Parallel In Situ Screening of Remediation Strategies for Improved Decision Making, Remedial Design, and Cost Savings

Project: Research project

Description

Problem Statement: Swift and cost-effective remediation of contaminated subsurface environments is an important but challenging goal. It is widely acknowledged that remediation strategies have to be tailored to individual sites based on their unique hydrogeological and biological conditions, as well as the types and concentrations of pollutants present (National Research Council, 2000). Yet, no adequate technology is currently available to screen multiple candidate remediation technologies in situ at the same time in the same place for an unbiased comparison of their effectiveness and a scientifically sound determination of the most appropriate cleanup technique. In addition, no tools exist at this time, that allow one to optimize the remedial design of a selected remediation strategy in in situ tests to determine the optimal dosage of nutrients, catalysts and/or microorganisms chosen for injection into the subsurface. Also lacking are technology-screening tools that provide in situ information without changing the local geochemistry and microbiology as a result of the tests conducted. In other words, technologies are lacking that provide the convenience of remediation strategy comparison without impacting in any way the integrity of groundwater monitoring wells used for testing. The present proposal seeks to provide a field demonstration of an innovative approach, the in situ microcosm array (ISMA) technology, that addresses the above needs. The technology promises to bring better decision making, remedial design and substantial cost savings to the DoD and the field of environmental restoration as a whole.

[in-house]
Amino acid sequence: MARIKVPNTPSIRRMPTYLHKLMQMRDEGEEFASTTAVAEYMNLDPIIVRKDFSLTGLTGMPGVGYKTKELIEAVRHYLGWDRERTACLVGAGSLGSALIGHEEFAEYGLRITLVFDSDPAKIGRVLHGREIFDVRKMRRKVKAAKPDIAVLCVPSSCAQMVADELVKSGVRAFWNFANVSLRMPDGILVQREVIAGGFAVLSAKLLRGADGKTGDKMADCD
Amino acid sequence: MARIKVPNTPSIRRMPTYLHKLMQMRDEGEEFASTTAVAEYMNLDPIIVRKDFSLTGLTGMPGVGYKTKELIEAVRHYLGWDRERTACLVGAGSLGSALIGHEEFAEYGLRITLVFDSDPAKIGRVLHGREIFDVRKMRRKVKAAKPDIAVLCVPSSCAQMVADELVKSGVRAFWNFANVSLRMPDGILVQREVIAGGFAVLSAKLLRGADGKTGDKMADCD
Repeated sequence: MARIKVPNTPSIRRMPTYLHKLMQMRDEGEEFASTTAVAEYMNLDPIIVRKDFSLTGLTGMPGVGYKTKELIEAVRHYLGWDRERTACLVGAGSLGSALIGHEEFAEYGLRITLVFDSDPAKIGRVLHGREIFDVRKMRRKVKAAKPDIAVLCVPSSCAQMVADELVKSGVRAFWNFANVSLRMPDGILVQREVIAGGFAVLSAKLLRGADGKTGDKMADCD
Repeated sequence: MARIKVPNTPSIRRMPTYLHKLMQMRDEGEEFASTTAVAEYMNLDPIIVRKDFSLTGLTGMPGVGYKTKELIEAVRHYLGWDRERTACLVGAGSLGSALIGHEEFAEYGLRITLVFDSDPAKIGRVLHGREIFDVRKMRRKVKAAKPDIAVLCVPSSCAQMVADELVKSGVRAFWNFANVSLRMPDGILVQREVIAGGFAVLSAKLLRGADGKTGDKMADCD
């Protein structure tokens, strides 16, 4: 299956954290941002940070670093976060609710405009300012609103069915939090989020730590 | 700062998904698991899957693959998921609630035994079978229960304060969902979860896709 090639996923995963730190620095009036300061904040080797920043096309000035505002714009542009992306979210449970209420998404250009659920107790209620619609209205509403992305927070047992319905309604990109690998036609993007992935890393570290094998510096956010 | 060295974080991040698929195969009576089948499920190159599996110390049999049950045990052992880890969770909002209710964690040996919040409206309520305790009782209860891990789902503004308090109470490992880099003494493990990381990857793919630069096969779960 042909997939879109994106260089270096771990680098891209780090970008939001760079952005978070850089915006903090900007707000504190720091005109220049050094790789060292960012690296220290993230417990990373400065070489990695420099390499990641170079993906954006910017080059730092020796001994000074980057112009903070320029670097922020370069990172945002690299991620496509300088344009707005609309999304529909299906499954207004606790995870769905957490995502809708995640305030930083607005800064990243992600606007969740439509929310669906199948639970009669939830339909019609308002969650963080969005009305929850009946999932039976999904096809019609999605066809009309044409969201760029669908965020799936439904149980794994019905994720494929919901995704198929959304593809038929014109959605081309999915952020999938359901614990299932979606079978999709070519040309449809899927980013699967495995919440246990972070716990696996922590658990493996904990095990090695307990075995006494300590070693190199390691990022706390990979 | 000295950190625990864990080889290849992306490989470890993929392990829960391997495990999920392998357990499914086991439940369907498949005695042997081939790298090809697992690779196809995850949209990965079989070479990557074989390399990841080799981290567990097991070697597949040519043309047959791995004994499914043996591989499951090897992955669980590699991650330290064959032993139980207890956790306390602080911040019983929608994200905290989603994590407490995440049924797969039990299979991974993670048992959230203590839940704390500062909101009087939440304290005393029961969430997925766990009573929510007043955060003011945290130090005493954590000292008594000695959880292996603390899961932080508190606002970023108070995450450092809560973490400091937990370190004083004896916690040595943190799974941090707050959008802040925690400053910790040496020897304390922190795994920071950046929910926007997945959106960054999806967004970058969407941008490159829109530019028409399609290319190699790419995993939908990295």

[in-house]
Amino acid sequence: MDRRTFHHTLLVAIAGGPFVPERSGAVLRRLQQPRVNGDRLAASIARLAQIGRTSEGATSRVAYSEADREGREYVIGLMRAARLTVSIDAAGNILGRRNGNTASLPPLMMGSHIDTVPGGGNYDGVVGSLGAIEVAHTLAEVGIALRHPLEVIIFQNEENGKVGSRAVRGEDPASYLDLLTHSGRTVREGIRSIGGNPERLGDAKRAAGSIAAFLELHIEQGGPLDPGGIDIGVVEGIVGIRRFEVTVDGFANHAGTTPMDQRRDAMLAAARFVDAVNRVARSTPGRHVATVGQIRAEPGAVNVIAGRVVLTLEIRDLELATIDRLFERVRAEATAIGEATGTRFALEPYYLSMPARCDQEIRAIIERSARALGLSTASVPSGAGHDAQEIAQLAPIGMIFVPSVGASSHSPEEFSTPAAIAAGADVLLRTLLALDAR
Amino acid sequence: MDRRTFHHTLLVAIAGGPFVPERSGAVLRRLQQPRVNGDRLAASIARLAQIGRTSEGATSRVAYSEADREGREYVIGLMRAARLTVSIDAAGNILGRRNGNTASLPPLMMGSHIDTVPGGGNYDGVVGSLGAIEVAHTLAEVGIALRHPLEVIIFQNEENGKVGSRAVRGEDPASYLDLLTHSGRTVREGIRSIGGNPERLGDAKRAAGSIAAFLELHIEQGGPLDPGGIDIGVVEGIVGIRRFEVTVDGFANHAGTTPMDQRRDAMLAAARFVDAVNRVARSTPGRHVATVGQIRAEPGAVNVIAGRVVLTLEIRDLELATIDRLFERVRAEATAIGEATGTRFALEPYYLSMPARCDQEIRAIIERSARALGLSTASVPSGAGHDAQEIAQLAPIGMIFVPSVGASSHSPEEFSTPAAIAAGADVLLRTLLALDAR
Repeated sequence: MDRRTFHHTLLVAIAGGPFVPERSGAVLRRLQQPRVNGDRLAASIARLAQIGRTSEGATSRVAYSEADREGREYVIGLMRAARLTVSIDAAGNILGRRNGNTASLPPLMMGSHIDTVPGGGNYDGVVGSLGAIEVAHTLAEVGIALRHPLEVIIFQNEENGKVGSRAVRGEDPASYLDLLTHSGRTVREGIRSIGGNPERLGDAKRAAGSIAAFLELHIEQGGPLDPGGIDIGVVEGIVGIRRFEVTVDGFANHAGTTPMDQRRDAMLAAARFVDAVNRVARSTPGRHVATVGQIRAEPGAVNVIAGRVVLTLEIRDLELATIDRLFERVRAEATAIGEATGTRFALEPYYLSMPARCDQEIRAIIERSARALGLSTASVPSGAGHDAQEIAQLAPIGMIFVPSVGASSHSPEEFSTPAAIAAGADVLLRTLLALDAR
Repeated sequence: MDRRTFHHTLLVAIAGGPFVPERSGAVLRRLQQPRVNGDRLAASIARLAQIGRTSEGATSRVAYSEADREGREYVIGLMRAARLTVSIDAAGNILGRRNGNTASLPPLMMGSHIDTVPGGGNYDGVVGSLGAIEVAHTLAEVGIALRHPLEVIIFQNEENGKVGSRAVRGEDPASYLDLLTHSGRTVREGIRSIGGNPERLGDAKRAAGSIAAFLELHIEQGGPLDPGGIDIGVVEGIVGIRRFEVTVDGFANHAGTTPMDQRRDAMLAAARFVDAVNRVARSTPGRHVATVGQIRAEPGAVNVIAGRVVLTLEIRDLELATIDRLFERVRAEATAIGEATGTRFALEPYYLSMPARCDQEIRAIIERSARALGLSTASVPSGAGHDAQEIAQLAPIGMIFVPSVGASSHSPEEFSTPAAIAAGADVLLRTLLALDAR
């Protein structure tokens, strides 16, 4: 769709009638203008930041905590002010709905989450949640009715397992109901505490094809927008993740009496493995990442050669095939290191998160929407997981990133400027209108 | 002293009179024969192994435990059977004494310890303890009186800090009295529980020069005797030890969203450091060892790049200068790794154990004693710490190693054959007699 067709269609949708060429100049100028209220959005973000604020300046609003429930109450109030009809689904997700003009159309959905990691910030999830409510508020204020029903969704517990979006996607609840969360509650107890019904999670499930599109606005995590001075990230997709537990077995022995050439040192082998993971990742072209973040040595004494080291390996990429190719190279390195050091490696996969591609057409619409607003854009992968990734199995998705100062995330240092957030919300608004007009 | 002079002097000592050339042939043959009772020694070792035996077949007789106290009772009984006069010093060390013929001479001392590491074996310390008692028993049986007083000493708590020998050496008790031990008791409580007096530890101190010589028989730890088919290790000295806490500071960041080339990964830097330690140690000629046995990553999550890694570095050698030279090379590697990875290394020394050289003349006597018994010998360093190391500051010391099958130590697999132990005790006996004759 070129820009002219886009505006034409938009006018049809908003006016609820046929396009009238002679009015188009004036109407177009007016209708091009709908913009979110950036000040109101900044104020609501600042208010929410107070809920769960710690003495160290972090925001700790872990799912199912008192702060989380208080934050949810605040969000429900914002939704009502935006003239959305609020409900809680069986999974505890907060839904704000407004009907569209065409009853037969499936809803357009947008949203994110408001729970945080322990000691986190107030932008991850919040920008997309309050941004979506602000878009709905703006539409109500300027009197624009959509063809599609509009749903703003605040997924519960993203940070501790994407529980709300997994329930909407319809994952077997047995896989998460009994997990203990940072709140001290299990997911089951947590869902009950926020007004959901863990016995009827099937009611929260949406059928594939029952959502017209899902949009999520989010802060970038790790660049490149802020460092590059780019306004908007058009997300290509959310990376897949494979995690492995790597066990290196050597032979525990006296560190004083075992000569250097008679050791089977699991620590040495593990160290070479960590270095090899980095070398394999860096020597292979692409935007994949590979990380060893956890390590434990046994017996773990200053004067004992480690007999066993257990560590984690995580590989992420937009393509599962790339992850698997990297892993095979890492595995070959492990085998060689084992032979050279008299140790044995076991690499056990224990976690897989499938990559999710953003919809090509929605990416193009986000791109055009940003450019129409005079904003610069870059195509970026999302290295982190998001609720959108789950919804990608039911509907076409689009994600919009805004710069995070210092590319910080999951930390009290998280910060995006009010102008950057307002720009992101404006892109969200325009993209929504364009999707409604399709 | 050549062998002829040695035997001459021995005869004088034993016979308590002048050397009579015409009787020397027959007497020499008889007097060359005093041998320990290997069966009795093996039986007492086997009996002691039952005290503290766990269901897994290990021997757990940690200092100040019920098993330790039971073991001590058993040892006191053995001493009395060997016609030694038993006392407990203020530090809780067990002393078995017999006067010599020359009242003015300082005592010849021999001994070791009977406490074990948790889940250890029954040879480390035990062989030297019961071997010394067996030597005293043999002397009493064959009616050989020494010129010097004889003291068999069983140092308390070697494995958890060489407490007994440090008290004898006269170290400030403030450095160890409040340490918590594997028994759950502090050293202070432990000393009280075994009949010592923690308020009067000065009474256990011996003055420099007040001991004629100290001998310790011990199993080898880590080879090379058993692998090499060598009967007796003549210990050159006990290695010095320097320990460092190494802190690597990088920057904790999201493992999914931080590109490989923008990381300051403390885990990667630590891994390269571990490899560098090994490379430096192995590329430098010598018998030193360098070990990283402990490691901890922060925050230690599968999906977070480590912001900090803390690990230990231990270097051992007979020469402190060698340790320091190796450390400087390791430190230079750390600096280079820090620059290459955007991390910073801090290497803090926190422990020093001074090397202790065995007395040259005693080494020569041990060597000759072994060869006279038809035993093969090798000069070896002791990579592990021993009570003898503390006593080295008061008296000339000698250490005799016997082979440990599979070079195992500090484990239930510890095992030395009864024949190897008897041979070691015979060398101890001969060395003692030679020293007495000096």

StatusFinished
Effective start/end date5/20/092/28/13

Funding

  • DOD-ARMY: Army Corps of Engineers (USACE): $1,155,125.00

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savings
remediation
decision making
cost
environmental restoration
in situ test
microbiology
cleanup
microcosm
screening
in situ
microorganism
geochemistry
catalyst
well
groundwater
pollutant
nutrient
monitoring
comparison